Private Equity Investment in Nursing Home Sector Generates Regulatory Scrutiny

Private equity investment in the nursing home and assisted living sector (other post-acute as well) continues to be a focus of regulatory activity in Congress.  This is despite private equity investment in the nursing home sector to be involve about 5% of facilities.

Home health has seen an increasing investment interest as well from private equity investors.  In 2023, private equity was behind 5.7%, or about 492 of 8,591 total providers. The top five home healthcare companies account for about 63% of total
revenue by private equity owned or backed companies and 57% of their locations.

Yesterday, Senators Warren and Markey from Massachusetts introduced a bill titled “Corporate Crimes Against Health Care Act 2024”. Per the Senators, the bill’s purpose is to “root out corporate greed and private equity abuse” in nursing homes, assisted living communities, home health agencies, hospices and other “healthcare entities.” The bill text is available here: Corporate Crimes Against Health Care Act 6.11.24

The bill’s provisions would apply to nursing homes, assisted living communities, home health agencies, hospices, hospitals, freestanding emergency departments, health systems, physician practices, ambulatory surgical centers, behavioral health treatment facilities and renal dialysis facilities that are owned or controlled by real estate investment trusts, venture capital funds and private funds.

The concern expressed by the Senators, and others in the Biden Administration (and even trade associations like LeadingAge) is the rapid and deep involvement of private equity/private investment capital, in healthcare. While private equity invests in all industry sectors, the year-over-year growth rate for private equity acquisitions in healthcare is larger than that for private equity acquisitions across all other industry sectors.

According to the text of the bill, if passed (in my opinion, unlikely), the legislation would,

  • Establish a new criminal penalty ranging from a minimum of one year to a maximum of six years in prison for executives whose actions lead to a “triggering event” causing injury or death.
  • Grant state attorneys general and the Department of Justice the authority to reclaim all forms of compensation, including salaries, from private equity and portfolio company executives within a 10-year window surrounding a “triggering event” that leads to significant, preventable financial distress in an acquired healthcare firm.
  • Institute an associated civil penalty up to five times the amount recovered.
  • Forbid federal health program payments to entities that sell assets or use them as collateral for loans to a REIT, except for existing agreements; abolish a tax code provision that permits taxable REIT subsidiaries to influence healthcare entity operations; and eliminate the 20% pass-through deduction for REIT investors introduced in 2017.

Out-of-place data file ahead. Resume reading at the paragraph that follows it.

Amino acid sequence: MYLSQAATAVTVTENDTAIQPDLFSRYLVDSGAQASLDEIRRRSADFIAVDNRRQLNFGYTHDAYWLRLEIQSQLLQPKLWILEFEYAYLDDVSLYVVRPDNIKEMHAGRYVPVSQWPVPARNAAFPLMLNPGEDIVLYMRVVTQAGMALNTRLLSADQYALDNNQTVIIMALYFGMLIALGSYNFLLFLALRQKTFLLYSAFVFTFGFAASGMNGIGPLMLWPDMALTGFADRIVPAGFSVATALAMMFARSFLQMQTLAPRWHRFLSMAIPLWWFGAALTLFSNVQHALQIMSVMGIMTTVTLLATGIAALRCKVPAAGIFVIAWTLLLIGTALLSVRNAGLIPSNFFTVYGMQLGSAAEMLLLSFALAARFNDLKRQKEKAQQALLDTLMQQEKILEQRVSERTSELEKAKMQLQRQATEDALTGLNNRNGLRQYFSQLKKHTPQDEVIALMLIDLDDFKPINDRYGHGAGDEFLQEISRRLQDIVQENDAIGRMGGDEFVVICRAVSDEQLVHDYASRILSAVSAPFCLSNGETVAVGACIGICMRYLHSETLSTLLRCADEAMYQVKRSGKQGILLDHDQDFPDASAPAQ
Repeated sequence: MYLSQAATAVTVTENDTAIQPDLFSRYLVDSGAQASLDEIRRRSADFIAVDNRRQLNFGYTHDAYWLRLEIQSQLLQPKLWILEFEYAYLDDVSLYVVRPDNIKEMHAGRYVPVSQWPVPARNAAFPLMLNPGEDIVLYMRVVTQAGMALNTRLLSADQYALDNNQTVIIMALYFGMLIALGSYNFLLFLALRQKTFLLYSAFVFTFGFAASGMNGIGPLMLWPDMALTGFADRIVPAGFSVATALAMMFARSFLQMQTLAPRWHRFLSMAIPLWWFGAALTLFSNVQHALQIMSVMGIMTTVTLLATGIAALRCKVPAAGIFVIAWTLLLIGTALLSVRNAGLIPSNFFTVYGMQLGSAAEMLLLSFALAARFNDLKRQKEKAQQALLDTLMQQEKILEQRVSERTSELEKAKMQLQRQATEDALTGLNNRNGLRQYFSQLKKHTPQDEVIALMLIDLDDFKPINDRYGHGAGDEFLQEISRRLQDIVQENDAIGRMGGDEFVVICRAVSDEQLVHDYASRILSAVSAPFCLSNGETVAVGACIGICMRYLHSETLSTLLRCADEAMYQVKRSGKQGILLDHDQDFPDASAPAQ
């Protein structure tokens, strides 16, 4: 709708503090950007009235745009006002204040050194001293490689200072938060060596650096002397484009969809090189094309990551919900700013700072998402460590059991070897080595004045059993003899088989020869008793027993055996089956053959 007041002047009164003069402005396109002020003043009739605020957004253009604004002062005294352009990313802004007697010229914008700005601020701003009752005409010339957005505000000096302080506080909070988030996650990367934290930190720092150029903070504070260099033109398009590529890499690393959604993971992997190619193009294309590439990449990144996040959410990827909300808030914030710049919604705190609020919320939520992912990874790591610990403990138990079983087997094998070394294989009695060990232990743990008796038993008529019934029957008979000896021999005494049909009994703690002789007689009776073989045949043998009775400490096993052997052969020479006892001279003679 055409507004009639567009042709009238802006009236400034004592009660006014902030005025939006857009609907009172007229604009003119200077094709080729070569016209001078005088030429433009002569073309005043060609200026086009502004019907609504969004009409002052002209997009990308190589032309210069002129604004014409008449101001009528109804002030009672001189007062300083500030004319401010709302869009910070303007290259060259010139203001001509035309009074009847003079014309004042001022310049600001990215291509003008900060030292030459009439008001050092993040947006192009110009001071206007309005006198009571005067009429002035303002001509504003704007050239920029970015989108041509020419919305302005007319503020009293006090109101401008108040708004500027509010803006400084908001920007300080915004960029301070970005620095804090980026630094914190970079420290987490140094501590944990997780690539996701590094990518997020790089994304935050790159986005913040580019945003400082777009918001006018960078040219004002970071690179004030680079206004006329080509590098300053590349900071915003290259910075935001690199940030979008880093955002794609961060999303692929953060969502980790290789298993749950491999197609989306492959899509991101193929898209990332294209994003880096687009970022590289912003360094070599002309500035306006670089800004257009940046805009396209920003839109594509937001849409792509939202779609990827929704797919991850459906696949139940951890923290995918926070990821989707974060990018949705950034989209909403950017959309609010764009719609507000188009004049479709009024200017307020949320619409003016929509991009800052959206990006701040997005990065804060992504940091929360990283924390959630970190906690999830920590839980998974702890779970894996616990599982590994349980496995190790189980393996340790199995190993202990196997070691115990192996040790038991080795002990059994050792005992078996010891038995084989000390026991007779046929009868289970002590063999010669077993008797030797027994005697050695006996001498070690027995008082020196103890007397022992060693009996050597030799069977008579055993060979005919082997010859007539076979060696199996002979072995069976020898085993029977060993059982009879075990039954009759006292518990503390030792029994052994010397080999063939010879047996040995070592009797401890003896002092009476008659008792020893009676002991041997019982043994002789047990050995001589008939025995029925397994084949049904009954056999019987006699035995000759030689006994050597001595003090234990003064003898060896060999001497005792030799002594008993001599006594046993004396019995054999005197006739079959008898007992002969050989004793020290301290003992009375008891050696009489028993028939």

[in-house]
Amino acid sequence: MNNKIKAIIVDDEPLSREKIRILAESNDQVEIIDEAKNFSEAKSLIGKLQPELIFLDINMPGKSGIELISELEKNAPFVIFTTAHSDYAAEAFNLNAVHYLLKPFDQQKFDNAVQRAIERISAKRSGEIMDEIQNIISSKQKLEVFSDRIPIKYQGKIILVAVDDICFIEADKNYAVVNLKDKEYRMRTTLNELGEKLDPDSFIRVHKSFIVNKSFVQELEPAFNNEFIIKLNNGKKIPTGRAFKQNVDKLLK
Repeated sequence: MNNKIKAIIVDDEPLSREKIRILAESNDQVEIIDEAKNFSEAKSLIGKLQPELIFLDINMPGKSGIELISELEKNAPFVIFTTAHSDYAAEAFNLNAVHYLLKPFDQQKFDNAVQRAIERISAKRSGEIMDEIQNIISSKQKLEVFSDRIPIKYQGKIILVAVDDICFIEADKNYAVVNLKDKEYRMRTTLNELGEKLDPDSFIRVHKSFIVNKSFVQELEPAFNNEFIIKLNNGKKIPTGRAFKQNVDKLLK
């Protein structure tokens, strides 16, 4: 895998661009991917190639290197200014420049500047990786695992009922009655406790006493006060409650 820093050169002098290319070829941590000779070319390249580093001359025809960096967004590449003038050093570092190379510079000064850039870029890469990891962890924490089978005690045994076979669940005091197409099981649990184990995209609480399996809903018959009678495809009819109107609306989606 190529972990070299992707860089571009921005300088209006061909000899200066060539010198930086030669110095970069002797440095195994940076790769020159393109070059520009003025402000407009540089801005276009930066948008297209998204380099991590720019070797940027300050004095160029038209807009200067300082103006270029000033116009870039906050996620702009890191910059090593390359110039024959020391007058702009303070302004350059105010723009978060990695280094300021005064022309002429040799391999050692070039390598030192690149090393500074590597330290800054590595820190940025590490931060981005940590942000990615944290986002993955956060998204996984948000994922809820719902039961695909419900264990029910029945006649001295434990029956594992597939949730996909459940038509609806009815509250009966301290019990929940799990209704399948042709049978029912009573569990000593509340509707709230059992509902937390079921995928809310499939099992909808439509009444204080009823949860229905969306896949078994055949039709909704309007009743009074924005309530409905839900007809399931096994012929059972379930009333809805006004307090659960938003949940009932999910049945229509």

• Mandate that healthcare providers with federal funding disclose mergers, acquisitions, ownership changes, and financial details, including debt and earnings ratios.
  • Direct the Health and Human Services Office of Inspector General to submit a report to Congress within three years of enactment, assessing profit-driven practices in healthcare delivery, such as cost-cutting, revenue-boosting, overbilling, up-coding, inflated patient assessments, compensation tied to revenue or profit increases, staff cuts, caregiver replacement with technology, and service adjustments for higher revenue.

In March, the Federal Trade Commission, Department of Health and Human Services, and Department of Justice sought public feedback on a Biden administration initiative aimed at tackling “corporate greed” within the healthcare sector.

Recent trends have raised concerns that transactions may yield profits for firms at the cost of patients’ health, workers’ safety, and the affordability of healthcare for both patients and taxpayers. The departments have issued this Request for Information to solicit public input on the impact of transactions involving healthcare providers, including those offering home- and community-based services for individuals with disabilities, facilities, or ancillary products or services, carried out by private equity funds, other alternative asset managers, health systems, or private payers. The Request for Information is available here: FTC-2024-0022-0001-Request-for-Information-on-Consolidation-in-health-care-markets Comments were due June 5 and as the same become available, I will follow up.

More on regulatory activity pertaining to consolidation and private investment focuses on healthcare is at this link. Private equity, consolidation divide aging services sector as multi-agency effort gets underway (

What is important to note in the discussions around private equity, consolidation, investment, etc., is that healthcare providers are struggling with new economic realities post-COVID. Operating costs are up, margins are constrained, labor resources are scarce and not improving, reimbursement trends remain below cost increase trends, and capital markets and traditional lending sources such as banks, have been tough to efficiently access for providers.  Non-profits have been especially hurt by capital access issues. The regulatory concerns have some merit but frankly, the bigger issues are endemic today (capital access, economics, reimbursement, regulation) to the industry.  Addressing these issues would be far more beneficial to the industry than trying to find more ways to constrain investment and add additional regulations.


Leave a Comment